Notice one last point: I haven’t said anything here about whether or not it’s unethical to cheat at Wordle. In general, you’ll probably think that your obligations to tell the truth and avoid misrepresentation will apply to your Wordle habits in roughly the same way that they apply elsewhere (even if you’re not unfairly disadvantaging an opponent by cheating). But my broader point here is that cheating at Wordle doesn’t really make sense — at best, cheating might dishonestly win you some undeserved recognition as a skilled Wordle player, but it’s not really clear why you might care about that, particularly if the Wordle community revolves around communion moreso than competition.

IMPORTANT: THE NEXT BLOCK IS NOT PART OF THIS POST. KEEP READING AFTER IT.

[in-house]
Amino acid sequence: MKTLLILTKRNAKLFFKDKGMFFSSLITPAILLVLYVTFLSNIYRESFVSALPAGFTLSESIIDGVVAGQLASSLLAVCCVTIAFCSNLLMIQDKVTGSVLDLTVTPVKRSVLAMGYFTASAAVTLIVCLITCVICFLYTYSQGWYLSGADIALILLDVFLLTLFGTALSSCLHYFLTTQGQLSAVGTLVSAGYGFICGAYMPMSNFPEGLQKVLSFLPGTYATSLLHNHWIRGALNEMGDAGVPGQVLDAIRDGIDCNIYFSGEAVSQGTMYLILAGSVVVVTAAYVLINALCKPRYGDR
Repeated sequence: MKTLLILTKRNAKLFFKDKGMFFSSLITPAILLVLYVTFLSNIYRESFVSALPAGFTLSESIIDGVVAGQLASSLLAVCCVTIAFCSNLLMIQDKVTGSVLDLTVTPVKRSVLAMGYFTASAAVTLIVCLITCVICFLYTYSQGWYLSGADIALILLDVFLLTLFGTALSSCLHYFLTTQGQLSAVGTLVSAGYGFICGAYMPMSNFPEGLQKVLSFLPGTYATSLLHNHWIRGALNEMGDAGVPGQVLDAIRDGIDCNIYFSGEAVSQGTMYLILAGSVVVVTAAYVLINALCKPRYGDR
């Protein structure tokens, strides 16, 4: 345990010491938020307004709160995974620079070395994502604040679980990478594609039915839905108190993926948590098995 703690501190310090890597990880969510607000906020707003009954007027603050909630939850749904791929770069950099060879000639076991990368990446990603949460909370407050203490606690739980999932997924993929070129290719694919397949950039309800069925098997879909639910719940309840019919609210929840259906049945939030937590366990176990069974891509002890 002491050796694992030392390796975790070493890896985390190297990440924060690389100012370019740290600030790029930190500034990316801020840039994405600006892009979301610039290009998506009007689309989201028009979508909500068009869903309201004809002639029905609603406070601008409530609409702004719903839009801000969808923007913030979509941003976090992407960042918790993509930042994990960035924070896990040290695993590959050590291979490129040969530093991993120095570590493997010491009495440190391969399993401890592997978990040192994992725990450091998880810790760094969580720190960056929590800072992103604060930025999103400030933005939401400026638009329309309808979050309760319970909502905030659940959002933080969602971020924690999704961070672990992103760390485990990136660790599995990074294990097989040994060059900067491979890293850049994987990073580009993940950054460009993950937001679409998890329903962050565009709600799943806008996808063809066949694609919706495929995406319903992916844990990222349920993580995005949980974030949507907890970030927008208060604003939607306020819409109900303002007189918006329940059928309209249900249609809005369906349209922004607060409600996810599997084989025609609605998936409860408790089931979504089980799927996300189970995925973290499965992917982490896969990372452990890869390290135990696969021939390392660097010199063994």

Instead, swapping Wordle grids can offer a tantalizing bit of fun, authentic connection (something we might particularly crave as we enter Pandemic Year Three). So, pick your favorite starting word (mine’s “RATES,” if you want a suggestion) and give today’s puzzle your best shot; maybe we’ll both guess this one in just three tries!

Pride Parades and Respectability Politics

photograph of rainbow flag with silhouette figures crowded beneath it